Rutgers New Jersey Medical School (NJMS) received a grant from the National Council on Aging (NCOA) as part of the COVID-19 and Influenza Vaccine Uptake Initiative to support the school’s work in making it as easy as possible for older adults to get their updated vaccinations and protect their health.
NJMS will use the $714,636 grant to reach men and women 60 years of age or older in six key counties in New Jersey: Burlington, Camden, Essex, Monmouth, Ocean, and Passaic - with evidence-based, trusted information, and support getting to vaccine appointments. Outreach will focus on those segments with the lowest vaccination rates, with special attention to those living below the poverty line, to reach aging, diverse populations who are vaccine hesitant or unaware of how to acquire their vaccinations. Outreach will be through both print and digital media, as well as through community health workers who will directly educate persons and refer them to available COVID-19 and influenza vaccination services.
Today, nearly nine out of 10 deaths from COVID-19 are among people 65 and over, and
70-85% of seasonal flu-related deaths occur in older adults, according to the U.S. Centers for Disease Control and Prevention. While lifesaving vaccines are available, research shows COVID-19 vaccine uptake has slowed among older adults. Thanks to this grant, NJMS will organize a robust vaccination program to address this challenge in six New Jersey counties and, through social and digital media, the rest of New Jersey as well.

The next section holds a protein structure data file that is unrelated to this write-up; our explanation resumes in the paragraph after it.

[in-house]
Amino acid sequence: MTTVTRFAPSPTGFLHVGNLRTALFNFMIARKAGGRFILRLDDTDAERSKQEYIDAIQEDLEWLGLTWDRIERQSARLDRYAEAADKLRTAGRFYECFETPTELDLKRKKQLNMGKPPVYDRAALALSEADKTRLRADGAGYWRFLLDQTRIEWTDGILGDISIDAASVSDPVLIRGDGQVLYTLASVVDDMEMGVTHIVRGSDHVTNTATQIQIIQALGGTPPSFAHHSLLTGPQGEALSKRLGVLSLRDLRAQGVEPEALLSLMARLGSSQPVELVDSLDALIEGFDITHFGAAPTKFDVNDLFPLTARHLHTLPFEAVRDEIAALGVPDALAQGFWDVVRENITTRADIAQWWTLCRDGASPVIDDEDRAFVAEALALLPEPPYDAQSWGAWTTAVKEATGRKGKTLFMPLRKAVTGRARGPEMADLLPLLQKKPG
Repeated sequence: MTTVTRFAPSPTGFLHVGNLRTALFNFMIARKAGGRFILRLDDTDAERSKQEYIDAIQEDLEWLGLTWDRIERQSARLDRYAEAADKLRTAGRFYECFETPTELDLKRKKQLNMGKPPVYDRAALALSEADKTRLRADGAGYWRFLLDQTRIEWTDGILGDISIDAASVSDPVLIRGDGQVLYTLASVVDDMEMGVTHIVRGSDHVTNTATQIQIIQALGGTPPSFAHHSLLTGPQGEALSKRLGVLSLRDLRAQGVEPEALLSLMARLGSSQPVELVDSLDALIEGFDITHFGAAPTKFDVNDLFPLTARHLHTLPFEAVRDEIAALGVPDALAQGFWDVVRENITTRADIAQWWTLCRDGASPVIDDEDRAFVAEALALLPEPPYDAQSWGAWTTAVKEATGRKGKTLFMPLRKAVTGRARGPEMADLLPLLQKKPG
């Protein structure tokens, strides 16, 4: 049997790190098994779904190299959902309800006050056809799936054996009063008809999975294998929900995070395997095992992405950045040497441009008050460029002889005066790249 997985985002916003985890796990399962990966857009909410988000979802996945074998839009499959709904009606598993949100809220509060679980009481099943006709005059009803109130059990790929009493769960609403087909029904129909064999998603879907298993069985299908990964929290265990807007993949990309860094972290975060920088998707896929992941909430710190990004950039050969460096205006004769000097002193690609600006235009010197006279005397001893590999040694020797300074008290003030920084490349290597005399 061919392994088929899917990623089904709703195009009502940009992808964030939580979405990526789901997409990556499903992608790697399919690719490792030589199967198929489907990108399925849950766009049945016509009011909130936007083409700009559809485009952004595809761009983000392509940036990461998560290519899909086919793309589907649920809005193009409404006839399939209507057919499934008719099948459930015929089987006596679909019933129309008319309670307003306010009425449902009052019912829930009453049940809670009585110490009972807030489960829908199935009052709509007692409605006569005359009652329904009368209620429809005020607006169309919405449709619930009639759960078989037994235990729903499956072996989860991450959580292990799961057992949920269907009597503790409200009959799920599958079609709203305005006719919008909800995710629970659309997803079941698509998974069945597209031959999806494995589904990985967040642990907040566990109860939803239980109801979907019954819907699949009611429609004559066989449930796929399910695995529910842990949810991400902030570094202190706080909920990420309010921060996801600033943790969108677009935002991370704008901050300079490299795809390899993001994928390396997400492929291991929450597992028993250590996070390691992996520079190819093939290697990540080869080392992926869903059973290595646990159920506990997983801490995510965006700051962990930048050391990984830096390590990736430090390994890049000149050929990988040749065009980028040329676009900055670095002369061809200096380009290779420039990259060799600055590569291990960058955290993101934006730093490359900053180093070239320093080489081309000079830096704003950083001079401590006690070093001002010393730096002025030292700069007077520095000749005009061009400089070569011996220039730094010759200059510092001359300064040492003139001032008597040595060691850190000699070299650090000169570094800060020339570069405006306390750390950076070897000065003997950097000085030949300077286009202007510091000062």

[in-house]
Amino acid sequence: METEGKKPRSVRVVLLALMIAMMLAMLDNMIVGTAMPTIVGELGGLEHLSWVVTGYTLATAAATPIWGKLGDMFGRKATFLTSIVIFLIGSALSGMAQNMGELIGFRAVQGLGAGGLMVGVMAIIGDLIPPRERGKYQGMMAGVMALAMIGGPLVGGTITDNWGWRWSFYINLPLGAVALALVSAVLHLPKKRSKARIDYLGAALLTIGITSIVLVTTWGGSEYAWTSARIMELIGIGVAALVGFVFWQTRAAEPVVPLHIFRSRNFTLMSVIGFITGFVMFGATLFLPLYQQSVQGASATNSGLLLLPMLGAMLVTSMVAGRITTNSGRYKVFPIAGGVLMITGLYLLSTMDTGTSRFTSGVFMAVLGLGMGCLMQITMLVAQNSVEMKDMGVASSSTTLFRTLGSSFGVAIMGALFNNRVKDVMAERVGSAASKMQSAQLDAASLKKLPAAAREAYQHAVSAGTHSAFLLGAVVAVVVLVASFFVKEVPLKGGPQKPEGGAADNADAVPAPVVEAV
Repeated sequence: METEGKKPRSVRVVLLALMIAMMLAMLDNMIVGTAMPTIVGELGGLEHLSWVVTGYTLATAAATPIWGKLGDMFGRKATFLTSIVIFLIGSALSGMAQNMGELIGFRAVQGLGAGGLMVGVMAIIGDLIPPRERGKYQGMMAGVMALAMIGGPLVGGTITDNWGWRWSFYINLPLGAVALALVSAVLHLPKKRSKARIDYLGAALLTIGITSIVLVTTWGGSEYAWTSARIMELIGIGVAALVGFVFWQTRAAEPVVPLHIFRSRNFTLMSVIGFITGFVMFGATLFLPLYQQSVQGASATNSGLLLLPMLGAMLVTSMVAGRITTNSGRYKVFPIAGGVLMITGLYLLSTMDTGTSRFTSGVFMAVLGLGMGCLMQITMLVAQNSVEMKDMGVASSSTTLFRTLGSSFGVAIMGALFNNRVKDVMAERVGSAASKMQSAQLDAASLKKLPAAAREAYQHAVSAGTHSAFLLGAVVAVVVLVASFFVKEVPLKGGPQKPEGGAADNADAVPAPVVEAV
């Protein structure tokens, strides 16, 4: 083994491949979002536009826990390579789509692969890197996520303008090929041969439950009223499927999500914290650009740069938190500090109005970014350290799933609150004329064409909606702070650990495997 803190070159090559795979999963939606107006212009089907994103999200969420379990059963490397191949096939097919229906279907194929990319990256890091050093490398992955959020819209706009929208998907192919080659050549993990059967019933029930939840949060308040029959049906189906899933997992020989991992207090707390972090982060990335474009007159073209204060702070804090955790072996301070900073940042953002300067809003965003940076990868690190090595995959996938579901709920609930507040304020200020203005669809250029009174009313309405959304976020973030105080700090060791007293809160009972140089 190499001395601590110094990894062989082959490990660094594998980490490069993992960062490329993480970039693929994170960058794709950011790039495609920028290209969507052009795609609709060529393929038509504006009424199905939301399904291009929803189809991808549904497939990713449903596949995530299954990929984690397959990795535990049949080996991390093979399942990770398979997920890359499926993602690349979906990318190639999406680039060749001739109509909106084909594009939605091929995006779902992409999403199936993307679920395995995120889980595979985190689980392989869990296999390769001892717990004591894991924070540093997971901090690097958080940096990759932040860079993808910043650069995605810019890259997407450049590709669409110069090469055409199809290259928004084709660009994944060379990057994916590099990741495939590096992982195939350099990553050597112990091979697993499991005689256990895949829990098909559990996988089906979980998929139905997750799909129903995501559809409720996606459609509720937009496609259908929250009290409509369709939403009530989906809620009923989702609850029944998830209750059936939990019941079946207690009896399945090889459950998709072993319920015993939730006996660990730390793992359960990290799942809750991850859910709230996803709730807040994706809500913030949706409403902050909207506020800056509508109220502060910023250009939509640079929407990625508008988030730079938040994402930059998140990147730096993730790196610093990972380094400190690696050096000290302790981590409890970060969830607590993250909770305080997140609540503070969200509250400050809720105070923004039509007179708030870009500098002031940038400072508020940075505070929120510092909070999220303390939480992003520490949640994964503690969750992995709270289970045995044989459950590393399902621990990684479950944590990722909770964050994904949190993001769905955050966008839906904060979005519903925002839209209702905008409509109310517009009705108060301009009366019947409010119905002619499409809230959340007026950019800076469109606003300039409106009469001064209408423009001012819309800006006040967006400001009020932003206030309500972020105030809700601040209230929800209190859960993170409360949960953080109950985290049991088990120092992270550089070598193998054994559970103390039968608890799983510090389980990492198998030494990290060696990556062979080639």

“COVID-19 remains a major cause of death and serious illness, especially among older persons. Influenza continues to disproportionately affect older persons every year. Yet less than half of New Jersey’s over-65 population has received even a single dose of the bivalent COVID-19 booster, and less than three-fourths got a flu vaccine this past winter. Deployment of further revised new vaccines against COVID-19 has been called for by the World Health Organization to combat the latest viral variants. These are anticipated to be released sometime in the next year and will involve much work to educate the public and encourage new vaccinations. Our team has extensive experience in promoting COVID-19 vaccination through digital and social media and through direct community outreach. We welcome the opportunity that this grant is providing to us to build on our successes by promoting both COVID-19 and influenza vaccination to reduce the toll that these two diseases take on older persons throughout New Jersey,” said Professor Stanley H. Weiss, MD of the Department of Medicine at Rutgers New Jersey Medical School, who is the Principal Investigator.
Dr. Weiss added, “key collaborators in this project include leaders from Kendrick & Company and three NJDOH-funded regional chronic disease coalitions, the Essex-Passaic Wellness Coalition, the Ocean Monmouth Health Alliance, and the Burlington Camden County Regional Chronic Disease Coalition, as well as Peter N. Wenger, MD and Florey Cruz-Cerpa.”